Written by Dan Bick and Letitia Fluit
A Registered Retirement Savings Plan (RRSP) is one of the few investment accounts available in Canada that offers tax incentives. With an RRSP, you can save significantly on pre-tax dollars. Yet Statistics Canada shows that roughly 4 out of 5 Canadians don’t contribute to an RRSP.
For you and others you know, there can be many reasons for not contributing. You may feel that it’s hard to prioritize saving over your everyday expenses, or that you don’t earn enough money to make contributing to one worthwhile. Maybe you have TFSA in place for savings and investments and feel that it’s accruing enough on its own.
We understand that it can be challenging to grasp the actual value of each and every investment tool out there. This post aims to clear up any confusion you might have about RRSPs, covering the most important points that we cover with our clients.
How do RRSPs work?
In 1957, the Canadian government introduced RRSPs to motivate Canadians to save for retirement by offering tax incentives.
But before we get “into the weeds” on what these incentives are, let’s make sure we’re all on the same page first.
Here are the basics on how RRSPs work:
- All RRSP contributions are tax-deductible, which means that whatever contributions you make to your RRSP are taxed at a later date (when you withdraw them from the RRSP) rather than today.
- The total amount you can contribute depends not only on your limit for this year but also on how much you have contributed in previous years. The unused portion remains available from past years. To find out what contribution room you have available, check the assessment notice the CRA sent you last year, which you should have received after your tax return was processed.
- The RRSP contribution limit is based on 18% of your earned income up to the annual government limit for that tax year.
- The maximum amount you can contribute — the “ceiling” — rises every year. 2019’s ceiling was $26,500, while 2020’s is $27,230.
- The deadline for RRSP contributions is 60 days after the calendar year-end.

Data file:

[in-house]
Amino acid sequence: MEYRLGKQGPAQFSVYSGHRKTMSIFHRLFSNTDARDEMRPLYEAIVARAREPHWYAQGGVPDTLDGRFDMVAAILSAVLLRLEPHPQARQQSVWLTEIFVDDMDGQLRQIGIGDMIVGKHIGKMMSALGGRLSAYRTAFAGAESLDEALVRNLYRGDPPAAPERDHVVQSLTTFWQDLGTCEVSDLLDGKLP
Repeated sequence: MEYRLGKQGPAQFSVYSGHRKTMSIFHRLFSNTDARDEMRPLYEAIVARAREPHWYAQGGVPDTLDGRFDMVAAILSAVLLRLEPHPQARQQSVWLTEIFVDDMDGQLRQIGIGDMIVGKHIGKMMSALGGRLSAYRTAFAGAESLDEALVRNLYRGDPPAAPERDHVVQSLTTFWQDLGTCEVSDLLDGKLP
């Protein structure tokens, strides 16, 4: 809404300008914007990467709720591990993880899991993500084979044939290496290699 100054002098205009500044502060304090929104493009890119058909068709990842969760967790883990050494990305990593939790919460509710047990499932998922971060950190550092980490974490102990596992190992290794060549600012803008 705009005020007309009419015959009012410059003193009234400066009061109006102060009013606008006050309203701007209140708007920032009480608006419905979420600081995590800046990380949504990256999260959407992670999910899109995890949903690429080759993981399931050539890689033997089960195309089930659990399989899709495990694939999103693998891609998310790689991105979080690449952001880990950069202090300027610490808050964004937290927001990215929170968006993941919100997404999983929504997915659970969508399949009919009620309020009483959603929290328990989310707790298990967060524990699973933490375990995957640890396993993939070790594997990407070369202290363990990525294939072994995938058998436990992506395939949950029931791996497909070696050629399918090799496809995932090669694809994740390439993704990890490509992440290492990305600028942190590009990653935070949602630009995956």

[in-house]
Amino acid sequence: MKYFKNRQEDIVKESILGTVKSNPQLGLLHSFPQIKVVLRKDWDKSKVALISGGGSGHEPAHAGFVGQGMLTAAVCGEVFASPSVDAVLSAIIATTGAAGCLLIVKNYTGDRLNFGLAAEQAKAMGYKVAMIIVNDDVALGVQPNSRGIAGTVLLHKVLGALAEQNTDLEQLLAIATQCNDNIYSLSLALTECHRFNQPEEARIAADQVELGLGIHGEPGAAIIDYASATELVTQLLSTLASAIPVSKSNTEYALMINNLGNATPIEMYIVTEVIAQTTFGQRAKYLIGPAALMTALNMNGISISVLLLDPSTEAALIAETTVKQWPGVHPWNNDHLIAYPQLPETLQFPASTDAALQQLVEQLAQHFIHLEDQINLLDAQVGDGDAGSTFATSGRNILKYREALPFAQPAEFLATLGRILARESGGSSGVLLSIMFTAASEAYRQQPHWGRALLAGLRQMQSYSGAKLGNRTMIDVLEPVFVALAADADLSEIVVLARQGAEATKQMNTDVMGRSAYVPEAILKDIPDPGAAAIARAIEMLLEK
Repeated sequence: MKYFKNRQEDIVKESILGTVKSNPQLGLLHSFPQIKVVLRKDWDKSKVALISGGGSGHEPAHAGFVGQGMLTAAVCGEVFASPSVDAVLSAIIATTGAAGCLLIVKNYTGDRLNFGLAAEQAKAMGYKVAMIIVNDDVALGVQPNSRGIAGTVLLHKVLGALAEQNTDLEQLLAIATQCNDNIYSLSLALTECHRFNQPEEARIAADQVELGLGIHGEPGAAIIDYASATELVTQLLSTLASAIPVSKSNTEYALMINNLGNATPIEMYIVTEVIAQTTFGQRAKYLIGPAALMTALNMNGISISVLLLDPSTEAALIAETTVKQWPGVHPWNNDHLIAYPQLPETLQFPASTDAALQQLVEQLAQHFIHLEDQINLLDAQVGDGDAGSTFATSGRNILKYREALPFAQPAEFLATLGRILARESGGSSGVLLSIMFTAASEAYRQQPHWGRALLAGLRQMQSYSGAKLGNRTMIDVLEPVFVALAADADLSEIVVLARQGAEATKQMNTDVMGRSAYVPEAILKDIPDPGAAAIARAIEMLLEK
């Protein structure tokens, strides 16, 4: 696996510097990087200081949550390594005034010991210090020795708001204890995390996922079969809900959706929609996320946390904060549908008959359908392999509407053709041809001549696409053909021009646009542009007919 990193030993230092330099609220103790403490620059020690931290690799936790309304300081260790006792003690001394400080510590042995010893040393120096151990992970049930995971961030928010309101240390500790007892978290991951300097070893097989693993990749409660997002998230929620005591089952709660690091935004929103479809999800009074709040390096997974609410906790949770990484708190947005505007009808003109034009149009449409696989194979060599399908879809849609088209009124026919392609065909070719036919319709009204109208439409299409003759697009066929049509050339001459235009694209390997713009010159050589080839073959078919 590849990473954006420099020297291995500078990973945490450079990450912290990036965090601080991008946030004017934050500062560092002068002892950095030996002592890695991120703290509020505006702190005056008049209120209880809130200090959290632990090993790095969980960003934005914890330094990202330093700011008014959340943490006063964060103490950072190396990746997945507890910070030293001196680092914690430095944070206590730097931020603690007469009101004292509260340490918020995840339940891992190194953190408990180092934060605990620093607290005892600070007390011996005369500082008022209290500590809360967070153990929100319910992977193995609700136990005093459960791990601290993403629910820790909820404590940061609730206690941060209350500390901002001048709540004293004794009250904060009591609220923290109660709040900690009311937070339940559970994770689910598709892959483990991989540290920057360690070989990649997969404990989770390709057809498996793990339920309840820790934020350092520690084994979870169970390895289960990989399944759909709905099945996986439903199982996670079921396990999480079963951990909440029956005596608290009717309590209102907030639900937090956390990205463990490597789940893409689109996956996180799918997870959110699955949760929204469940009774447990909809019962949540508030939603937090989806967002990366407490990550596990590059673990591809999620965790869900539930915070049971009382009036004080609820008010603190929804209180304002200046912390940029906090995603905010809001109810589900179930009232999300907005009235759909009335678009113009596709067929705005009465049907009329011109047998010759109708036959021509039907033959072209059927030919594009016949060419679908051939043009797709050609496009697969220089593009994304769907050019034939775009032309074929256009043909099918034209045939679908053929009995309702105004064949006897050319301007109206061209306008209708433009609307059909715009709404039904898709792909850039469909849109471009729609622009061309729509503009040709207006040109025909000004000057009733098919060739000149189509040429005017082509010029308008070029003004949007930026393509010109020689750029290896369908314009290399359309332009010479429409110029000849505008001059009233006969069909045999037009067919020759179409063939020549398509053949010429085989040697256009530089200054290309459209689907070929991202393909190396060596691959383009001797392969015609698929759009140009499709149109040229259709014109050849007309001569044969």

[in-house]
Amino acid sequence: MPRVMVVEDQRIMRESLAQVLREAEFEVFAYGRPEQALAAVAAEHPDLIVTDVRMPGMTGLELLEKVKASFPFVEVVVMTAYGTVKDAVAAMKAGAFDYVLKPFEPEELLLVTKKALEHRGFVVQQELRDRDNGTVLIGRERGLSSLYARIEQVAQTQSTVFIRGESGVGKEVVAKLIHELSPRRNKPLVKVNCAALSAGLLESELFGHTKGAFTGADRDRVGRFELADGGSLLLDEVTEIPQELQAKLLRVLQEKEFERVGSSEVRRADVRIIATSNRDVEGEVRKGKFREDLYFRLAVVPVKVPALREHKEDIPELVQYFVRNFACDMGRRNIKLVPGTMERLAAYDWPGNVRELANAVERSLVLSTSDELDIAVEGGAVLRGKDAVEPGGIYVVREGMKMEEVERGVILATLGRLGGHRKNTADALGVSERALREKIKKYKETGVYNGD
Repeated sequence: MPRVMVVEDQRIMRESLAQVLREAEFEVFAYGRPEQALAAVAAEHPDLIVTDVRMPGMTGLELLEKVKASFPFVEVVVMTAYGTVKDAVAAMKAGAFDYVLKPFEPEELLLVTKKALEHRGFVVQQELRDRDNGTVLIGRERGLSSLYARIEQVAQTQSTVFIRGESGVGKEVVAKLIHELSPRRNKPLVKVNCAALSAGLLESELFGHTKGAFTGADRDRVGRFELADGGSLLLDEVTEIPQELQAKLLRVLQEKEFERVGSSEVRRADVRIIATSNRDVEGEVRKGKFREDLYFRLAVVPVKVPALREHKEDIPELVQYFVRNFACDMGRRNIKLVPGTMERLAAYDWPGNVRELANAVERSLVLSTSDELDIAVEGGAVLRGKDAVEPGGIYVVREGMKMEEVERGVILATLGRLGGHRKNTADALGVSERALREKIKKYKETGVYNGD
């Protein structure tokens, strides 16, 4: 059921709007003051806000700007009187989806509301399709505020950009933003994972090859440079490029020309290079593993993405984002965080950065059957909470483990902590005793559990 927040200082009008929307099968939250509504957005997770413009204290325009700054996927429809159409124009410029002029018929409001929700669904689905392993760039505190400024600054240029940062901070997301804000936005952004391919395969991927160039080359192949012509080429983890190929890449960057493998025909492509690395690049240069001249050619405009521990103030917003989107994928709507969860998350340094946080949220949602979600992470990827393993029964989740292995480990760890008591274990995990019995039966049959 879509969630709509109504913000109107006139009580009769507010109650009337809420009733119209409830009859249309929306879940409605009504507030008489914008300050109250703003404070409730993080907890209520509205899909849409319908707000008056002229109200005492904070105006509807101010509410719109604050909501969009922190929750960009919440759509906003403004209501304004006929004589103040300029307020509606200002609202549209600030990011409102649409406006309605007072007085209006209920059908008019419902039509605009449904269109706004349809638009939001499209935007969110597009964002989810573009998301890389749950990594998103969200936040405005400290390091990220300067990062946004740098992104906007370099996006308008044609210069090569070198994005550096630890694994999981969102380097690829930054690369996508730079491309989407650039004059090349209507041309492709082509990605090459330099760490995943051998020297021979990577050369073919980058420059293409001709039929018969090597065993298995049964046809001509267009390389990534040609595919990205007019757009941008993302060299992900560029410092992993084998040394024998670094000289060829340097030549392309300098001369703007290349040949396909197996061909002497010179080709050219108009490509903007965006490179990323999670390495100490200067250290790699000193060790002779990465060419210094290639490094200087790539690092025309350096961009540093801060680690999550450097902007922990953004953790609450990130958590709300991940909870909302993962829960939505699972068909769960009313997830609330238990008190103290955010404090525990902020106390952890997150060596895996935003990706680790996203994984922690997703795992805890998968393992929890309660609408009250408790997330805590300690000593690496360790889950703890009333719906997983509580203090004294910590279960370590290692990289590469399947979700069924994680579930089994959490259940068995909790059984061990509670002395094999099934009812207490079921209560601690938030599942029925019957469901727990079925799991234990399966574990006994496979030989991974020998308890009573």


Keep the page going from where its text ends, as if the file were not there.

What are the tax advantages of RRSPs?
RRSPs come with some major advantages when compared to other investment account types. Each of these advantages can offer benefits, such as…
- Keeping more of your income available for today — Because RRSP contributions are tax-deductible, you’ll have more income available for your everyday expenses.
- Your savings will grow tax-free — We call this “tax-deferred growth,” which essentially means that you won’t pay tax on any investment earnings so long as the earnings stay in your RRSP. As the earnings compound, your savings grow much faster. (Keep in mind, however, that you will pay tax on your earnings once you withdraw.)
- You pay yourself first, rather than the government — With an RRSP, you can invest more of your money immediately, instead of paying the government and investing less. In scenarios where you have a lot of time for the investment to grow, RRSPs can be an excellent choice.
How do I get the most out of my RRSP?
The effectiveness of your RRSP is largely within your control. To get the most out of the RRSP, you’ll ideally deposit money when your tax rate is high and withdraw it when your tax rate is low.
Think about it this way. If you contribute during high tax years and then spread your withdrawals out over a long time in retirement, you can minimize tax paid. Let’s say your marginal tax rate is 50% right now and is something like 20% in retirement. By using the RRSP, you can essentially get a 60% gain on your money before investment returns.
How much can my RRSP earn over time?
To illustrate how much your RRSP can earn over time, let’s compare two similar accounts with different years of growth.
These are nearly identical accounts, but one had an additional decade to grow — and comes out ahead with almost double the earnings. This is an excellent illustration of how drastically your investments and earnings can compound over time. The sooner you can put money aside, the more time it has to grow. Try calculating your own earnings with our RRSP calculator.
Each year, your financial situation may be a little different than the last one. Making sure you adjust your financial plan for these changes can be another task to add to your already full plate of responsibilities. But if you expect to make more money now and spread out your income during retirement, it makes sense to choose an RRSP. To get started on a strategy and plan for your retirement savings, schedule a meeting with one of our advisors today.